In the Christian interpretation of the Jacobean fight on the Jabbok River, it is becoming increasingly clear that the unavailable God is the God who blesses people. He is the God who does not let go of people and wrestles with them. In Jesus Christ he wrestled with people to the point of death on the cross. But it doesn’t stop there - where it would have to stay that way according to human standards: the night of death seems to be victorious.
But the dawn of Easter speaks a no to these standards: at dawn of this day God blesses people - it is the blessing of the resurrection.
Jacob wrestles with his fears and fears, his self-inflicted bad conscience towards his brother Esau, from whom he has tricked the birthright.
Unexpectedly, a stranger attacks him and wrestles with him in the dark. Perhaps it is also the personified darkness in Jacob himself that overcomes him at the moment of being alone. Everyone knows memories like this: of a letter that should have been written a long time ago, of a phone call that I avoided, of a visit that I have repeatedly avoided.
Such memories often overwhelm us when it is quieter around us, when we are lying in bed and actually want to sleep. Fears and thoughts that pile up in us when we push them away from us. Fears of experiences of being rejected and the fear of situations of failure.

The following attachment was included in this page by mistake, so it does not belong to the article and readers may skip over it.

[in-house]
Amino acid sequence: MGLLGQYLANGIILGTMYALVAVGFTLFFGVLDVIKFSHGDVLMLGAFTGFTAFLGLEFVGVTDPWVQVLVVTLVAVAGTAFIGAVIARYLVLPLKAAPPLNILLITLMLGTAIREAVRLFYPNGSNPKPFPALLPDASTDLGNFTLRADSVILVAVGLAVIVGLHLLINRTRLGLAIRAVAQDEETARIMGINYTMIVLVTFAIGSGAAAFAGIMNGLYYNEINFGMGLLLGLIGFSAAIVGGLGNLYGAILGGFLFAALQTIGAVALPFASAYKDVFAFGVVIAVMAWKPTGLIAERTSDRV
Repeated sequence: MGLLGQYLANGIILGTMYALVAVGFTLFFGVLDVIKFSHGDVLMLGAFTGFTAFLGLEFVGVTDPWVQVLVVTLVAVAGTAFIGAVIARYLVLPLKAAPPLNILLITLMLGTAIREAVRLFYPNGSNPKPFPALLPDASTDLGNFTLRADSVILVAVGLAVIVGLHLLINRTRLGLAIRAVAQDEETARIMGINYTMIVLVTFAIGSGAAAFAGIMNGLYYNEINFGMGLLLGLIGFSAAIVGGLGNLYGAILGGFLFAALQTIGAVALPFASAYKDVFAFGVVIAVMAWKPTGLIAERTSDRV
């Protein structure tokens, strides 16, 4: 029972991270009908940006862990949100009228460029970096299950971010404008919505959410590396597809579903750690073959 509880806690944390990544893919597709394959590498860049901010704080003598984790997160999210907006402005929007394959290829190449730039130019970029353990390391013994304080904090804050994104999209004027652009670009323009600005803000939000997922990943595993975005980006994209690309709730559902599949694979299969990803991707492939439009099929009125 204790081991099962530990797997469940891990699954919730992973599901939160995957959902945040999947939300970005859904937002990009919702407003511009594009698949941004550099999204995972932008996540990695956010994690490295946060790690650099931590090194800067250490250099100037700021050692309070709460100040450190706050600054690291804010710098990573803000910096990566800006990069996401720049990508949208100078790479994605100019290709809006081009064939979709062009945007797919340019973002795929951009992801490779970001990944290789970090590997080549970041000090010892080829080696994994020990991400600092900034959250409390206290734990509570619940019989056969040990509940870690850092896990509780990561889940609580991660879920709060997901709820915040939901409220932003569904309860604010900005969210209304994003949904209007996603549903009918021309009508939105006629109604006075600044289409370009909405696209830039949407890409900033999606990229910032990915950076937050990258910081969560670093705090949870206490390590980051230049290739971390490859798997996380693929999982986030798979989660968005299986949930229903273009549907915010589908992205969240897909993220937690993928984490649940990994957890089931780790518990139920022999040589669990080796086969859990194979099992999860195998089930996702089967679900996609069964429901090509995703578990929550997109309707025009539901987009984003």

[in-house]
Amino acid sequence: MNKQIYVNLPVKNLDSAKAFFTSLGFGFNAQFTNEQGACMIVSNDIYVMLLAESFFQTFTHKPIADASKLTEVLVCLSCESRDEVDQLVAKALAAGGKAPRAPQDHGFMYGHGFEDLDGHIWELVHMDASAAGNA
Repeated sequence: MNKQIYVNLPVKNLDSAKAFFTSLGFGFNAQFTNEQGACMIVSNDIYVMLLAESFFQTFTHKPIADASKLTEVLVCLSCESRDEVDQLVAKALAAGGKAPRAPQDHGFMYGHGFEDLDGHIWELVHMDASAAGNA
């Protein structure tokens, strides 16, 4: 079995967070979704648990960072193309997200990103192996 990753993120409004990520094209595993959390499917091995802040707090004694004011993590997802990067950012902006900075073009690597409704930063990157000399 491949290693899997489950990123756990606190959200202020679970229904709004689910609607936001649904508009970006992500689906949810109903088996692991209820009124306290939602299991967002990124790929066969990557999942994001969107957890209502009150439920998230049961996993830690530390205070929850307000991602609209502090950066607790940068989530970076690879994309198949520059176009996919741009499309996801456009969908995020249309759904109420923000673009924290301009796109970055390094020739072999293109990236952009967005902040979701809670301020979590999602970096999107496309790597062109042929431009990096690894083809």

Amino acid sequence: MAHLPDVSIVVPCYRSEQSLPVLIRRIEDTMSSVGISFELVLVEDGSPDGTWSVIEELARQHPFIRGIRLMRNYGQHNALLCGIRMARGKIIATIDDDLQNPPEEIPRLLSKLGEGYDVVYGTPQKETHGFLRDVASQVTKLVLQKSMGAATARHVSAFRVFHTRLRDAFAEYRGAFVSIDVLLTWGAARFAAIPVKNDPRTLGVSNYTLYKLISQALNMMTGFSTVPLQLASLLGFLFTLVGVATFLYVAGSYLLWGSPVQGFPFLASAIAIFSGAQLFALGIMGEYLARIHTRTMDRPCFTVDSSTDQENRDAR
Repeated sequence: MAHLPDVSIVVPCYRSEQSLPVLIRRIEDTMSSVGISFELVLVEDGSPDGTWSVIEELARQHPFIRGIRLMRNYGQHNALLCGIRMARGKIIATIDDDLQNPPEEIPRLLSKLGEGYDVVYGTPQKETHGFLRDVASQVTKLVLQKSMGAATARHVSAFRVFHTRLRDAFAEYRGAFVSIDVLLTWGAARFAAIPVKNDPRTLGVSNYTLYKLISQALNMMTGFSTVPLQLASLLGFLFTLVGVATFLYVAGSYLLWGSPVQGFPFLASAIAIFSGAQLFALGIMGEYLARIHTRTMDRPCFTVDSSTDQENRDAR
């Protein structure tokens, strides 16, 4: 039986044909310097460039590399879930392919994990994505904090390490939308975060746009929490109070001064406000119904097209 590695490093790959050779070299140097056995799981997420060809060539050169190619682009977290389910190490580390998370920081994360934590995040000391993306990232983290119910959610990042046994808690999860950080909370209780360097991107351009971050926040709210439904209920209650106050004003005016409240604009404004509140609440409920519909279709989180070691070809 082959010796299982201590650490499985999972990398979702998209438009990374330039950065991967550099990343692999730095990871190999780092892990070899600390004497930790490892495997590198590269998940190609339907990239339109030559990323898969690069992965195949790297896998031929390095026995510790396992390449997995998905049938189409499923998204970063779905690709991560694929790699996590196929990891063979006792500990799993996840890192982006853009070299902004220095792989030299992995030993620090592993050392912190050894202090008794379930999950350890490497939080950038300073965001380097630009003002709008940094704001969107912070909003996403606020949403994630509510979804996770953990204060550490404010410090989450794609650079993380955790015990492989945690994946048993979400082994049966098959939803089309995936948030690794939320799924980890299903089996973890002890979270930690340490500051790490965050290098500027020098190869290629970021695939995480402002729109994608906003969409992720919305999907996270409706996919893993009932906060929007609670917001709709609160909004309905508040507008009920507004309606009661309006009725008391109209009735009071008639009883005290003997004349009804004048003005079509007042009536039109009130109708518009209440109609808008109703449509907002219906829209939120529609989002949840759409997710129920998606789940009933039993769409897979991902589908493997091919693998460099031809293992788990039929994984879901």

Not different with Jakob: but he overcomes these fears - and at the same time makes the liberating experience that he has not only struggled with human inadequacy. No: he fought with God and man. Or to put it another way: before God and man, he made up his mind not to avoid the embarrassing and perhaps painful encounter with his brother. In return he gets free breath and the blessing of God. But such fights do not remain without a trace - from now on he will remember them again and again because the stranger injured his hip. Jacob will limp the rest of his life.
He fought with the unknown all night long and won his blessing. In the pale light of the morning he overcame the demonic and met God. He trusts this blessing. At dawn, God blesses people. The new day can come! Easter can come!
Music and literature for this program:
• CD: Heinrich Schütz: Musical Exequies, Part 1: Concert in the form of a funeral Missa, from: Musical Exequies. Motets and Concerts, Polydor
• CD: Johann Hermann Schein: Israelis Brünnlein, ecclesiastical madrigals of 5 or 6 voices and basso continuo, harmonia mundi
• CD: Johann Sebastian Bach: I won't let you, you bless me (BWV 159), from: Motets, The Hillard Ensemble, ECM
• CD: Johann Sebastian Bach: From the depths, Lord, I call to you BWV 131 (penance service), cantatas / cantatas, brilliant classics
• Aicher, Birgitta: "I won't let you, you bless me ...", in: Bibel heute 115 (1993)
• Arenhoevel, Diego: Memory of the Fathers. Genesis 12-50 (Stuttgart small commentary), Stuttgart 1992
• Sachs, Nelly: The Suffering of Israel, Frankfurt undated, pp. 122f .; quoted in Fuchs, Gotthard: Chipped and excellent. On the topicality of the story of the Jakobskampf (Gen 32: 23-33), in: Katechetic Blätter 103rd vol. (1978)
• Stephan- Maaser, Reinhild: Wrestling with body and soul. Jacob's fight with the angel in older art, in: Jabboq 7 (2007)
The Catholic broadcasting representative for Deutschlandradio Kultur, Pastor Lutz Nehk, is responsible for the editorial and content of this report.